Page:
Call on G20 to Cancel $1 Trillion in TW Debt Next Week
Recent United Nations estimates of the economic impacts of the coronavirus pandemic show that half a billion people, or 8% of the population, could be pushed into poverty (using World Bank poverty lines of $1.90 - $3.20 per day). The worst hit areas are projected to be South Asia and East Asia. This will be the first time global poverty has increased since 1990 and this could wipe out all the progress made in reducing poverty in that time.
If the UN’s worst-case projection proves true, it will be a huge blow to the image of capitalism as a force of progress. In recent years, capitalists have been using global income statistics to try to disprove Karl Marx’s theories that the masses are continuously impoverished to more extremes under the pressures for profits under capitalism. Of course we have always countered that the bulk of this reduction can be accounted for by China, whose success is built on the radical land reform and unleashing of the productive forces during its socialist period, which ended by 1976. Still, this propaganda point has been hard to counter in a popularly accepted way.
There is nothing like a crisis to lead people to question capitalism’s ability to meet peoples’ needs. Yet in the short-term, we see the interests of the Third World proletariat in some of the proposals coming from bourgeois internationalists looking to limit the depths of the coming crisis. A newly proposed plan from Oxfam calls for $2.5 trillion, “made up of $1 trillion in debt relief, $1 trillion in additional liquidity mobilized through SDRs [Special Drawing Rights - which is like grant money from the IMF] and $500bn in aid to support developing country health systems.” They offer potential impacts of this plan:
“The immediate cancellation of US$1 trillion worth of developing country debt payments in 2020. Cancelling Ghana’s external debt payments in 2020 would enable the government to give a cash grant of $20 dollars a month to each of the country’s 16 million children, disabled and elderly people for a period of six months.”
Such life-saving amounts are a fraction of the benefits Amerikans are already receiving from pandemic-related funding bills. Oxfam has done the math to back up calls already coming from the Vatican for international finance capital to forgive debt to the Third World. In addition to debt relief, it proposes a $1 trillion fund (called SDRs above) of international reserves that can be drawn on by the indebted countries during the pandemic.
The United $tates has passed laws to extend unemployment to self-employed and informal workers, recognizing the lack of safety net for those people. Oxfam points out that is only 18% of the population in rich nations, while for poor nations 90% of the people are informal workers with no safety net. Oxfam’s report cites the United Nations, saying that half of jobs in Africa could be lost in the coming months. But the latest stimulus plan from the United $tates only offered $1.1 billion to address the crisis in poor countries, a mere 0.05 % of the $2.2 trillion plan.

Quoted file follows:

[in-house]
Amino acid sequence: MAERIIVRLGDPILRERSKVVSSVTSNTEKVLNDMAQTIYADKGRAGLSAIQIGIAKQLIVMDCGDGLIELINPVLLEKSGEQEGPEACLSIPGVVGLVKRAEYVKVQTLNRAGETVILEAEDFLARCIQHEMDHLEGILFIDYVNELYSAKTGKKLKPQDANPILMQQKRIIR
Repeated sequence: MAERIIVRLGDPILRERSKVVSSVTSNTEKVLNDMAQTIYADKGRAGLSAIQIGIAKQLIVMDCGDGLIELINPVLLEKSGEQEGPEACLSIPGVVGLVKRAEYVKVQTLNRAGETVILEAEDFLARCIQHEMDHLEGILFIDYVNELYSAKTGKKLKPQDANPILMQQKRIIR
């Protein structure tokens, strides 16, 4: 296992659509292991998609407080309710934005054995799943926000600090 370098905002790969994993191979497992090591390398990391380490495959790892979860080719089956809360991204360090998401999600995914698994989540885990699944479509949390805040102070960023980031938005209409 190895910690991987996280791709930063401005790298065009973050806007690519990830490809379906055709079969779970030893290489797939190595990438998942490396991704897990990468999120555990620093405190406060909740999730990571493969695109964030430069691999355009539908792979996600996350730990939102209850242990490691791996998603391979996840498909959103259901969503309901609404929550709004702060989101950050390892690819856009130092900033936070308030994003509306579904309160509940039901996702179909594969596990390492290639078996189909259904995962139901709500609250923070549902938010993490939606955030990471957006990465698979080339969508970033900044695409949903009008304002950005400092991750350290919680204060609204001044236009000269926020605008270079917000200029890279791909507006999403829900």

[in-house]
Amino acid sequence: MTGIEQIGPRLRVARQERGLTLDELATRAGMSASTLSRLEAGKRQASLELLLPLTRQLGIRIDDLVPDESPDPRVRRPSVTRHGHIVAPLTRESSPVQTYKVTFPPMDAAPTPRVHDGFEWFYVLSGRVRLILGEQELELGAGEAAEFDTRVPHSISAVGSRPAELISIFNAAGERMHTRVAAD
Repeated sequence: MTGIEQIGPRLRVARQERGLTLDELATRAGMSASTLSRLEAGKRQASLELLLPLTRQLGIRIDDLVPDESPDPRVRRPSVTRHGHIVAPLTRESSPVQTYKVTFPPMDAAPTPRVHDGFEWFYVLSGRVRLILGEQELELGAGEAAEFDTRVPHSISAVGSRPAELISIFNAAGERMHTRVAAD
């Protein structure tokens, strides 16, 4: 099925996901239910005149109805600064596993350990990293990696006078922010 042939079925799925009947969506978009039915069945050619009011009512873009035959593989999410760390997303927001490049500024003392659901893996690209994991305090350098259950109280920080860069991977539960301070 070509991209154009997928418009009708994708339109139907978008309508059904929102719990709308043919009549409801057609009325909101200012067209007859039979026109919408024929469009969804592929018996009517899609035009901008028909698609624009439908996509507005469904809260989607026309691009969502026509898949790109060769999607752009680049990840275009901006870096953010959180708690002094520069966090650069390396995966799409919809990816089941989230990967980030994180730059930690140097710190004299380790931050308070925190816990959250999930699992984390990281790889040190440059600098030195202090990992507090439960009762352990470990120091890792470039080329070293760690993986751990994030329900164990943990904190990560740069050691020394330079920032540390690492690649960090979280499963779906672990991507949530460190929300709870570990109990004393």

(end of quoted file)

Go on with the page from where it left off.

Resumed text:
The Oxfam report hints at an international tax on the most profitable companies or wealthiest individuals as another form of wealth redistribution to provide the needed funding. MIM has long stood for a global maximum income for all of the world’s citizens as a similar form of limiting wealth accumulation and hoarding.
Madonna somberly referred to COVID-19 as the “great equalizer” from a luxurious bath in eir mansion. But the Third World proletariat will not be reporting in on video from a rose petal bath during “stay at home” orders. Coming into this crisis, 46 countries were spending on average four times more money on debts than their public health services, and 113 countries had IMF-required austerity plans in place as conditions for those debts. The people of those countries are starting off far behind us in the imperialist countries. Health care is already seriously inadequate, and people were already living on the bare essentials. They have much less of a cushion than us, despite all our bills and persynal debts. Madonna is correct that this crisis does affect everyone, both threatening their health and economic stability, but it is far from equalizing.
Uniting the globe to fight this pandemic must address the unequal needs and access of the oppressed nations of the world. Onerous debt repayments and the economic restructuring requirements that accompany them, is one of the major causes of the destitution faced by the global proletariat, reaching its highest point at 191% of those countries GDPs in 2018. Now is the time to forgive these debts, release control of economic policies, and grant national self-determination to countries that have effectively been neo-colonies of the United $tates, and international finance capital in general, for decades.
Oxfam is calling on the G20 Finance Ministers at their 15 April 2020 meeting and the International Monetary Fund (IMF) and World Bank which are meeting 17-19 April 2020, to take on their proposed plan.